Beliefs become dangerous when people with authority get to impose it on others, and one of the best examples of this is the so-called Satanic Panic of the 1980’s. There, people were in some case locked up in prison for imaginary crimes committed against their children, because of the religious zeal of others and the power of suggestion. There are few people more dangerous than rogue therapists and psychologists with religiously driven motivations who get to impose their views on the suggestive minds of children. They get to do major damage, not only to the suggestive children themselves, but also to the parents if their authority allows them to have a punitive influence on those parents, such as the case with the Satanic Panic example, but not limited to that.
Imagine someone with authority taking an interest in the welfare of a child, someone who prides himself or herself on an evidence-driven approach, yet who believes in religion and has some kind of fear of online paedophiles, much like the Q-Anon conspiracists but on the surface more based on legitimate fear of strangers… who lets that belief drive his decisions, even in the case of a non-religious child. You can’t have it both ways – the truth is, if you believe in religion, you cannot claim to follow evidence. It doesn’t work like that. Imagine someone like that imposing his own baffling technophobia on a child and barring that child from using the internet, despite the skills one obtain online are arguably more useful than anything they teach in school. This is only one hypothetical example but there are surely plenty of ways that someone with religious convictions and misplaced good intentions with authority can harm a child.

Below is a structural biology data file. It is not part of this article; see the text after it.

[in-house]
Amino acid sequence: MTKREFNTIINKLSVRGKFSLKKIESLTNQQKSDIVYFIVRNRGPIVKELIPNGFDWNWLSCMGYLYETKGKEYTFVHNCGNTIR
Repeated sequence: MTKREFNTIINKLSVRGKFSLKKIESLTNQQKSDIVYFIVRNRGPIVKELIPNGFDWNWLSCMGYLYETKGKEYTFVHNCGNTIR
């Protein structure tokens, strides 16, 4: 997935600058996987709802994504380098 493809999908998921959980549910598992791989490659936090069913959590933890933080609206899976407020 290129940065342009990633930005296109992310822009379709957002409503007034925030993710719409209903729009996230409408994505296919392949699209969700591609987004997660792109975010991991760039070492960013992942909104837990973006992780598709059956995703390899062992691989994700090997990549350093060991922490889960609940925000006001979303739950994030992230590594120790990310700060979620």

I can’t help wondering though… Knowing that certain fears are in truth a manifestation of the desires of those who believe them, why do people want to believe those things? I can understand if you want to believe in Jesus – you’ve perhaps bought the lie that we are born in sin and shame and you need this god to be saved (from this same god’s punishment, never mind the irony). But why would you want to believe we are living in “End Times”? Why would you want to believe in some kind of “leftist Satanic” organisation of evil online paedophiles? Why?
Going back to the Satanic Panic example, there are many essays and articles online linking it to current conspiracy theories such as Q-Anon. I wouldn’t have made that connection myself, but I have personally seen the harm that religiously motivated people with authority and influence can do to children, which is more in line with the way the Satanic Panic originally worked. The fact is, belief, and faith itself – which is nothing more than belief despite zero supporting evidence, is at last being recognized to be the harmful thing it truly is. Not universally, but that recognition is out there, and our society is becoming more secular, little by little. A world without religion, without faith, and also thus without conspiracy theories, would be a far safer place than the one in which we live now.